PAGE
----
This Woman Fought To End Minnesota's 'Marital Rape' Exception, And Won
Jenny Teeson says her husband made plenty of sexual requests during their marriage that made her uncomfortable but she didn't discover until they were going through a divorce that he raped her.
She was reviewing files on his hard drive and made a shocking discovery: four videos he filmed raping her while she lay unconscious. In one video, the camera zooms in on Teeson's face and lying next to her in the bed is her young son.
"He was next to me and I have no idea because I was so out cold," she says. "This person, who I'm supposed to trust, would drug me and make me be so out cold that I couldn't respond if something was wrong with my children."
Teeson says it's a hard story to tell but she's been making the rounds at the Minnesota Capitol convincing lawmakers to change a law she says prevented her from getting justice.
Thursday, Gov. Tim Walz, a Democrat, signed the bill that repeals a little-known provision in law shielding people from prosecution in cases where they rape their spouse. It's part of a broader push in the wake of the #MeToo movement to change and roll back outdated laws on the books related to sexual harassment and assault.
What's known as the marital rape exception can be traced back hundreds of years to British common law, which was eventually imported to American colonies. Then, it was believed that a woman's unconditional sexual consent was just part of the marriage contract.
Most states had marital rape exceptions as part of their law until 1979. That's when a Massachusetts bartender broke into the home he used to share with his estranged wife and raped her. The case led to the first marital rape conviction in the nation.
Womens' rights groups campaigned state-by-state for lawmakers to change their laws, and by 1993, marital rape was technically illegal in all 50 states. But, "there's these little loopholes and sub-statutes that hide deep in the books that pop out every once and awhile," Teeson says.
Until this law, Minnesota prevented someone from being prosecuted if they are in a "voluntary sexual relationship" at the time of the alleged offense, or if the complainant is the actor's legal spouse. The state did allow prosecution if the couple lived apart and one of them had filed for legal separation.
"We like to think of marital rape exceptions as an artifact of history, as a relic of a time when a woman was considered the property of her husband," says Democratic Rep. Zack Stephenson, a prosecutor who carried the House bill to eliminate the exception.
Roughly a dozen states shield a spouse from prosecution in a rape case, including South Carolina, where a married victim has to prove a threat of physical violence within 30 days of the rape. Ohio lawmakers are also debating removing a marital rape exception on their law books.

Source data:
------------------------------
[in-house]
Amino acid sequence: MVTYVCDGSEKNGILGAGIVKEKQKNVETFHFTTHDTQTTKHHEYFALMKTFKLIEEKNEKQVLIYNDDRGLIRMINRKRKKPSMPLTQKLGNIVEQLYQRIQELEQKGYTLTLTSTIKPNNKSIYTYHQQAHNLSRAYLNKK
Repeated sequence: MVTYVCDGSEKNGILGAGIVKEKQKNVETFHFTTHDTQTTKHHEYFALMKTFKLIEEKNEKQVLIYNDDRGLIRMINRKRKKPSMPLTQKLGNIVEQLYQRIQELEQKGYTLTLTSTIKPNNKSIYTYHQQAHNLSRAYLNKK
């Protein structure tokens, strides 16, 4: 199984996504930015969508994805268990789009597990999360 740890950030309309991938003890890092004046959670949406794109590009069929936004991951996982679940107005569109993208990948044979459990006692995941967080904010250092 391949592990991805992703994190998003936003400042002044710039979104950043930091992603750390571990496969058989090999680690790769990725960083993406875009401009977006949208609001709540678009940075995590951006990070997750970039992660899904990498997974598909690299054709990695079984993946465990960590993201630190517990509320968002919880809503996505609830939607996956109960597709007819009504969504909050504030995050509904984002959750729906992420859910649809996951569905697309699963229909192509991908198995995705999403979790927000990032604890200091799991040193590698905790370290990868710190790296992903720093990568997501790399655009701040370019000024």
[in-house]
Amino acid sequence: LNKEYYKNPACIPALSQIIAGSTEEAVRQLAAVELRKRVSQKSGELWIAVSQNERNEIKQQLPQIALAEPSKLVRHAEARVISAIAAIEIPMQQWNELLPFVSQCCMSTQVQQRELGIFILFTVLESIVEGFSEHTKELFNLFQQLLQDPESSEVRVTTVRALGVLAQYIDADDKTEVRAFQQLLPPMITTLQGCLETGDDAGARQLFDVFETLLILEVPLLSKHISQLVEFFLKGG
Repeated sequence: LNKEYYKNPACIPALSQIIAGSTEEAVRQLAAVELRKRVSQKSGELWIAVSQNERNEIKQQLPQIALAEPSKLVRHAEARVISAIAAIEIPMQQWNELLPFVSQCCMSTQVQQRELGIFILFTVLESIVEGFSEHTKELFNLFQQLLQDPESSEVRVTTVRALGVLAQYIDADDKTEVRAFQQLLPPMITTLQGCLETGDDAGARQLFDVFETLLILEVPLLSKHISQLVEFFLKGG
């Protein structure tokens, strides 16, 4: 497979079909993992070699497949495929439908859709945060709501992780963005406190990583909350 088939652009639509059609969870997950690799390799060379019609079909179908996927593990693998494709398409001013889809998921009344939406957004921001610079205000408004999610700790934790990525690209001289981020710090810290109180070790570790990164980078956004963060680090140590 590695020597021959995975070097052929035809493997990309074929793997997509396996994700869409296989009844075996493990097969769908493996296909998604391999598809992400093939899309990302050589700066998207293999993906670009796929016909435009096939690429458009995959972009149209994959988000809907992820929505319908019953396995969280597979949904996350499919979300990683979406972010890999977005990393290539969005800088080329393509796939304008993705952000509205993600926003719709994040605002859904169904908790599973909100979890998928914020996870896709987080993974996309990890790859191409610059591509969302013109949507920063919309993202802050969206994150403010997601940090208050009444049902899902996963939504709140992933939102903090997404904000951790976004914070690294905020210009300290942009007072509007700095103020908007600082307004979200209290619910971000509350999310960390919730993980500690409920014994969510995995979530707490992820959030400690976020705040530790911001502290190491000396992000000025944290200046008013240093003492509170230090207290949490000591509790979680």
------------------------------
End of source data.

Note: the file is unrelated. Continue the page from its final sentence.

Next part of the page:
Teeson went to law enforcement after she discovered the videos. They planned to charge her ex-husband with sexual assault, but she says that's when his attorney discovered the loophole.
"We were all dumbfounded," Teeson says. "The county attorney's office didn't know it, and the judge didn't know that this law existed."
It just solidified that what I'm doing is right and that one person's voice can really make a difference.
Ultimately, her ex-husband was convicted of invasion of privacy in the case. That came with a 45-day jail sentence, of which he served less than 30 days.
The Minnesota Sentencing Guidelines Commission estimates repealing the exception will result in seven additional convictions each year. The National Sexual Violence Resource Center said more than 50 percent of female victims of rape report being assaulted by their partner.
The bill was vetoed last year in a larger budget bill, so Teeson says she decided to become a regular at the Capitol this year to make sure it passed. She met with legislators and testified in committees.
It's a rare spot of bipartisanship this session in Minnesota, which has the only divided legislature in the country.
Teeson was up in the gallery with her parents for the House vote. In an unusual move, the entire chamber turned in their seats after the vote to face her, breaking into a round of applause.
"I don't think I've seen my dad cry, ever. And my mom and my dad and I looked at the board and within two seconds, three seconds, the whole board lit up green," she says, breaking into tears. "It just solidified that what I'm doing is right and that one person's voice can really make a difference."
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